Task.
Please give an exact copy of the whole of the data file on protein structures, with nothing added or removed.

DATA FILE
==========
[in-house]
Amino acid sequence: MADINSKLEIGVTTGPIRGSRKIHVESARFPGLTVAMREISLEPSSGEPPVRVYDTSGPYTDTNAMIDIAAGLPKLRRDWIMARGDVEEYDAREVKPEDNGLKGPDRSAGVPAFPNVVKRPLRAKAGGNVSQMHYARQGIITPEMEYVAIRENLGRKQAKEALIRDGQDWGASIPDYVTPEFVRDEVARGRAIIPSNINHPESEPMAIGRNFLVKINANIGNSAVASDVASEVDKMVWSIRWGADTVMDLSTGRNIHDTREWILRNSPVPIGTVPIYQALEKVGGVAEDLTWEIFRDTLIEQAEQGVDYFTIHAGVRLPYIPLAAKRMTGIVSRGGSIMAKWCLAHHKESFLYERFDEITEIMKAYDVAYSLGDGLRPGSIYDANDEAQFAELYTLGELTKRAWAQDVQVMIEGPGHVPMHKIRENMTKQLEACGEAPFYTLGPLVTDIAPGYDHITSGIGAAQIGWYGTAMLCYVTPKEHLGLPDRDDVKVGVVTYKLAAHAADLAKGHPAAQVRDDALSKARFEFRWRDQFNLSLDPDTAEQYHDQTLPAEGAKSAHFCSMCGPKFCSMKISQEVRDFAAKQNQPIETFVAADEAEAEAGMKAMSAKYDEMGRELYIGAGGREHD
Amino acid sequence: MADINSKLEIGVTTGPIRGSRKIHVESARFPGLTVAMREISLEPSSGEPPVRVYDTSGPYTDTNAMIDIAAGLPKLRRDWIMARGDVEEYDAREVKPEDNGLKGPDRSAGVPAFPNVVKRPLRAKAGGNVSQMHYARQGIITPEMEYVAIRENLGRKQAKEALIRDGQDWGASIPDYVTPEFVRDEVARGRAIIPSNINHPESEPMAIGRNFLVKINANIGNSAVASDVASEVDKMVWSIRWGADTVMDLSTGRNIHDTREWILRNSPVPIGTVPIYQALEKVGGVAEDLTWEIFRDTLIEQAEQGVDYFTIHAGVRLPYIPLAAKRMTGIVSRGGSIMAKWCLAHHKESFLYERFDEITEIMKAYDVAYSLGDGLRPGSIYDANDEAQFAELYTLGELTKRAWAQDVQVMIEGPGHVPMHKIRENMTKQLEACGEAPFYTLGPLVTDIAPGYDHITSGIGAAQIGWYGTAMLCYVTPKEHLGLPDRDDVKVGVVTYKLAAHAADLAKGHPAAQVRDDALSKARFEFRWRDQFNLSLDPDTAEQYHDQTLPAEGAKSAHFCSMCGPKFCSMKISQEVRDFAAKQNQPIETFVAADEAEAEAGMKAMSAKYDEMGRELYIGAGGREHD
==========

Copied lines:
[in-house]
Amino acid sequence: MADINSKLEIGVTTGPIRGSRKIHVESARFPGLTVAMREISLEPSSGEPPVRVYDTSGPYTDTNAMIDIAAGLPKLRRDWIMARGDVEEYDAREVKPEDNGLKGPDRSAGVPAFPNVVKRPLRAKAGGNVSQMHYARQGIITPEMEYVAIRENLGRKQAKEALIRDGQDWGASIPDYVTPEFVRDEVARGRAIIPSNINHPESEPMAIGRNFLVKINANIGNSAVASDVASEVDKMVWSIRWGADTVMDLSTGRNIHDTREWILRNSPVPIGTVPIYQALEKVGGVAEDLTWEIFRDTLIEQAEQGVDYFTIHAGVRLPYIPLAAKRMTGIVSRGGSIMAKWCLAHHKESFLYERFDEITEIMKAYDVAYSLGDGLRPGSIYDANDEAQFAELYTLGELTKRAWAQDVQVMIEGPGHVPMHKIRENMTKQLEACGEAPFYTLGPLVTDIAPGYDHITSGIGAAQIGWYGTAMLCYVTPKEHLGLPDRDDVKVGVVTYKLAAHAADLAKGHPAAQVRDDALSKARFEFRWRDQFNLSLDPDTAEQYHDQTLPAEGAKSAHFCSMCGPKFCSMKISQEVRDFAAKQNQPIETFVAADEAEAEAGMKAMSAKYDEMGRELYIGAGGREHD
Amino acid sequence: MADINSKLEIGVTTGPIRGSRKIHVESARFPGLTVAMREISLEPSSGEPPVRVYDTSGPYTDTNAMIDIAAGLPKLRRDWIMARGDVEEYDAREVKPEDNGLKGPDRSAGVPAFPNVVKRPLRAKAGGNVSQMHYARQGIITPEMEYVAIRENLGRKQAKEALIRDGQDWGASIPDYVTPEFVRDEVARGRAIIPSNINHPESEPMAIGRNFLVKINANIGNSAVASDVASEVDKMVWSIRWGADTVMDLSTGRNIHDTREWILRNSPVPIGTVPIYQALEKVGGVAEDLTWEIFRDTLIEQAEQGVDYFTIHAGVRLPYIPLAAKRMTGIVSRGGSIMAKWCLAHHKESFLYERFDEITEIMKAYDVAYSLGDGLRPGSIYDANDEAQFAELYTLGELTKRAWAQDVQVMIEGPGHVPMHKIRENMTKQLEACGEAPFYTLGPLVTDIAPGYDHITSGIGAAQIGWYGTAMLCYVTPKEHLGLPDRDDVKVGVVTYKLAAHAADLAKGHPAAQVRDDALSKARFEFRWRDQFNLSLDPDTAEQYHDQTLPAEGAKSAHFCSMCGPKFCSMKISQEVRDFAAKQNQPIETFVAADEAEAEAGMKAMSAKYDEMGRELYIGAGGREHD